And then there are the Dothraki. This is another one of the more obvious comparisons. The Dothraki are essentially the same as the Huns. They ride on horseback, move in great hoards and leave a trail of destruction in their wake. They raid the lands around them and don’t exactly have a fixed address. The Huns and the Dothraki have pretty much everything in common, except that the Huns were accustomed to far colder climes.

Speaking of raiding we may have to go back to Westeros for a bit. Remember the ironborn. Is it just me or are they completely and totally one hundred percent like the Vikings. They live in a completely desolate land where almost nothing grows. They rely on their naval skills for everything and they spend all their time plundering small villages along the coastline. Every single one is expected to be a brilliant sailor and they basically live on their boats.

Since we are back in Westeros, let’s stay a little while longer. And head to the Vale. The Vale is mostly mountain land, and the Arryns stayed out of the war of the five kings and remained famously neutral. Can’t help but draw a parallel here. There is another place that is mostly mountain and has been famous for its neutrality. A place commonly called Switzerland. The Arryns were definitely taking hints from Swiss foreign policies in the World Wars.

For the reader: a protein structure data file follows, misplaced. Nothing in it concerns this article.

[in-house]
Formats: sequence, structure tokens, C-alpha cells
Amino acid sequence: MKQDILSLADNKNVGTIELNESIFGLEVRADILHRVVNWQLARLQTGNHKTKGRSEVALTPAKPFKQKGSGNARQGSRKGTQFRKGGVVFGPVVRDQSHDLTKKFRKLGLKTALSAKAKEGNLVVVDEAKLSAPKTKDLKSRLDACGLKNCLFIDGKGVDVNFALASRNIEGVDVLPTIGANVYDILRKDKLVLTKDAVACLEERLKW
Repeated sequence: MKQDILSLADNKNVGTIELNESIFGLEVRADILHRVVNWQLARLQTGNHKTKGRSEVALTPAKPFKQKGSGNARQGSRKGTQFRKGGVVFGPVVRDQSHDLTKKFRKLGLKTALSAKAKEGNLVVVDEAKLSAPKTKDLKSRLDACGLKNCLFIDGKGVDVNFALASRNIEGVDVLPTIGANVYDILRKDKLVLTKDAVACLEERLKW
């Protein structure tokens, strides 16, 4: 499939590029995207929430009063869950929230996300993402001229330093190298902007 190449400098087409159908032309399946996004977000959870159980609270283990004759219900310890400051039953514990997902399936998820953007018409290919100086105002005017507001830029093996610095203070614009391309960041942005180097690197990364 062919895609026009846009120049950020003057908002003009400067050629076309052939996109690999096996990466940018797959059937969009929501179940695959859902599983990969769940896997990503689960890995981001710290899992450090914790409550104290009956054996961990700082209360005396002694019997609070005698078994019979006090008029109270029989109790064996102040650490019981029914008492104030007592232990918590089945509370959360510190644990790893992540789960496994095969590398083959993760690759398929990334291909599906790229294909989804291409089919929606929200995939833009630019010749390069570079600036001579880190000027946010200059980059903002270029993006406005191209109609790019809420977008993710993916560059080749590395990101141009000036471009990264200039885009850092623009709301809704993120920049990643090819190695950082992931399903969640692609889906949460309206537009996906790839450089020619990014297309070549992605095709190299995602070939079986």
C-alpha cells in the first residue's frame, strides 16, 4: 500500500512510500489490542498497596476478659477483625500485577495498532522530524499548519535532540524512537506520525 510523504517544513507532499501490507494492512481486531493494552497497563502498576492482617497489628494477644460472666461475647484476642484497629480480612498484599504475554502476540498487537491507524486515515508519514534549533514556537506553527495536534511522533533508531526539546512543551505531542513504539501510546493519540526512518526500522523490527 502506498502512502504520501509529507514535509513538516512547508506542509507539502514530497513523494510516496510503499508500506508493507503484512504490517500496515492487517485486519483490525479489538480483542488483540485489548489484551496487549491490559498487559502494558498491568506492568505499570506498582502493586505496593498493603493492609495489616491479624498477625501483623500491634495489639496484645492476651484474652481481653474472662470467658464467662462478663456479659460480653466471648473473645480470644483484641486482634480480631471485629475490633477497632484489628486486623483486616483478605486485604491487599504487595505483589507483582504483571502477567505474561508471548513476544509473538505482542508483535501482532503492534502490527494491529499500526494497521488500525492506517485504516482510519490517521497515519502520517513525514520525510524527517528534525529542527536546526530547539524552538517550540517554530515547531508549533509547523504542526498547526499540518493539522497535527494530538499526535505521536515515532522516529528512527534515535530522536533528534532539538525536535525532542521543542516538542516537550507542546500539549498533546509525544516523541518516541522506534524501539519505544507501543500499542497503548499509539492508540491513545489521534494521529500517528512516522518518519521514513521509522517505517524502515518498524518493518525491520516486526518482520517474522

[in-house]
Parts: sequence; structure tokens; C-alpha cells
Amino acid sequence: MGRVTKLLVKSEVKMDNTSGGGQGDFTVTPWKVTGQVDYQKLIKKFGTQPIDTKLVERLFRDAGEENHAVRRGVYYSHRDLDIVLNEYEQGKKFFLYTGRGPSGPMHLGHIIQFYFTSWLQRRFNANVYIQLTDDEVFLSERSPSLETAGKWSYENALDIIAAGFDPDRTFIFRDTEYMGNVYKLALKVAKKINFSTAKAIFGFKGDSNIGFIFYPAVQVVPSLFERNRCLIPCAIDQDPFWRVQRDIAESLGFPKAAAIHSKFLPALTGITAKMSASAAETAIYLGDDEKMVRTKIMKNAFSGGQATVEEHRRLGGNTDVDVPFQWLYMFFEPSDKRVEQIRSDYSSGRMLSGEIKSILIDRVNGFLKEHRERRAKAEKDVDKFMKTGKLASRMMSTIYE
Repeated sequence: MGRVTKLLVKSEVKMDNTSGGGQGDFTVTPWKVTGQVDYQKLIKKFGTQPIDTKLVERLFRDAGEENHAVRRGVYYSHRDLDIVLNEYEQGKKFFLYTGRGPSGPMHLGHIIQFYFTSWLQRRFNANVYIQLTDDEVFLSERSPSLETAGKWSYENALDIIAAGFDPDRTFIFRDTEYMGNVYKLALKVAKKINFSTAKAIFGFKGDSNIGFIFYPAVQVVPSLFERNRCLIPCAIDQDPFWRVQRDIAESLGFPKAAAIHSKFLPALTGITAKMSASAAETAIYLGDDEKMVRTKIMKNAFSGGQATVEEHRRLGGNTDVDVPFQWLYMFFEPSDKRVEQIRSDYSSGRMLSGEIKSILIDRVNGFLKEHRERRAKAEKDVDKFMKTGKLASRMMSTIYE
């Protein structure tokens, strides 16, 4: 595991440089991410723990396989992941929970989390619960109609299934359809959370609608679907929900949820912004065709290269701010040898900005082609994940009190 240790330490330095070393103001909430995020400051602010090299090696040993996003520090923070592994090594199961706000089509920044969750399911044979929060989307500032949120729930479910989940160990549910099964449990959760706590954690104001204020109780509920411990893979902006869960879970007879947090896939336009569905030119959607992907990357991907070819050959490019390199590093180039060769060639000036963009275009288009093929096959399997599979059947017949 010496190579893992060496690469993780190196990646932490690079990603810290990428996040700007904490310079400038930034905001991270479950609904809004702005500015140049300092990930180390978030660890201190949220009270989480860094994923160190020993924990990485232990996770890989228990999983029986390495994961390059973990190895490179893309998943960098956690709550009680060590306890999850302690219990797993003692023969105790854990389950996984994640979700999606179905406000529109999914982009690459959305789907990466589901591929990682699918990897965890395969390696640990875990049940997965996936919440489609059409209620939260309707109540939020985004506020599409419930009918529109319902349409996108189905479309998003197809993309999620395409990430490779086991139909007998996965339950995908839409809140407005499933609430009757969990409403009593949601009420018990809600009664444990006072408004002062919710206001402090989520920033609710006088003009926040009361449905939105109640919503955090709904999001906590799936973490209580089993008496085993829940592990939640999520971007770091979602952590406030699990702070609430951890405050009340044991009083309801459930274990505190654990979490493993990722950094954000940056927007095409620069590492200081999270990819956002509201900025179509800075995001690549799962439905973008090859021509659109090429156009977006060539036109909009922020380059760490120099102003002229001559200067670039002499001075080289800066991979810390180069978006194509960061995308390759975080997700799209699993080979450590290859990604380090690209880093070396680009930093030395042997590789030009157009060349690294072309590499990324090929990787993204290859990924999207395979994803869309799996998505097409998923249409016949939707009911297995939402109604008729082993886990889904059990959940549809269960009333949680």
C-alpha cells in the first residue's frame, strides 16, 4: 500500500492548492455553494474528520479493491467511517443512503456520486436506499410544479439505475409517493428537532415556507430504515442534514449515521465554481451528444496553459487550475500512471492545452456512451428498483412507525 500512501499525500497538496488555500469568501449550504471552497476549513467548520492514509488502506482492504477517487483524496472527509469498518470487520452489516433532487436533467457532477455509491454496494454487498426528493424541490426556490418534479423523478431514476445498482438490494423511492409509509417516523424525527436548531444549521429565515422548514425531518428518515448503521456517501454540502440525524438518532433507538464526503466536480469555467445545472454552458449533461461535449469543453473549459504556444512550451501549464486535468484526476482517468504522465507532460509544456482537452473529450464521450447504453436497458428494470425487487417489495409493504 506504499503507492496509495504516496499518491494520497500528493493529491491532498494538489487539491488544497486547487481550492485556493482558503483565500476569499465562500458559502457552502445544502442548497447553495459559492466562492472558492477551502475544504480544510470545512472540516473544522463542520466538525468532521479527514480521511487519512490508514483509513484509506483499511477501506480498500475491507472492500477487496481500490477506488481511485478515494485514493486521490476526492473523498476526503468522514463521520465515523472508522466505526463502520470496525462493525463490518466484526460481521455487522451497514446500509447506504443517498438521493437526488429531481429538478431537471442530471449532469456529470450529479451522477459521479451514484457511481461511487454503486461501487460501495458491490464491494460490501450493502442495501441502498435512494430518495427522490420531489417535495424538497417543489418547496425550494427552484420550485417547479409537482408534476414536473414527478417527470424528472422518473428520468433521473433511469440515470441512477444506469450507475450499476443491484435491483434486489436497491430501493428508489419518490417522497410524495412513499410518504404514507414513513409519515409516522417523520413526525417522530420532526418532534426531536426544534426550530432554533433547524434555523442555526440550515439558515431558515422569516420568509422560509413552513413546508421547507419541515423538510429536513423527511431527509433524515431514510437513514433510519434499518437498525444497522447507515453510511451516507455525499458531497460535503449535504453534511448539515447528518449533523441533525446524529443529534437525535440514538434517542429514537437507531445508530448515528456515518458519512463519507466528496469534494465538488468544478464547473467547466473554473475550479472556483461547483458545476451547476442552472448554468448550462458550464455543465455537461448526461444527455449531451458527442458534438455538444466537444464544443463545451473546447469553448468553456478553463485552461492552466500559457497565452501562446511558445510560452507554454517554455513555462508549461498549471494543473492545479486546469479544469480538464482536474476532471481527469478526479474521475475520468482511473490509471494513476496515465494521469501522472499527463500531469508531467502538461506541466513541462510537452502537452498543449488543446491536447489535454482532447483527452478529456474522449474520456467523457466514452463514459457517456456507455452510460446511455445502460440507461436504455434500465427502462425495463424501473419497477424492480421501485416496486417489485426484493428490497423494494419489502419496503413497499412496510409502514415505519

And now to the bit that I find most intriguing of all. Slavers Bay. Everything about Slavers Bay reminds me of Ancient Rome. The whole sense of extreme debauchery. The way in which each slave has his or her own very specific task and has been trained to do just that and nothing else. The way in which the slavers depend on their slaves for every single thing under the sun as they sit on top of their pyramids. The weird food of Meereen is a lot like the strange things that the Romans ate. Every part of Slavers Bay reminds me of the Roman Empire. Even their clothes are a bit like the Togas the Romans used to wear.

GRRM really has borrowed a lot from history. And not just any one era or place. He’s used all of human history to create his own rich universe.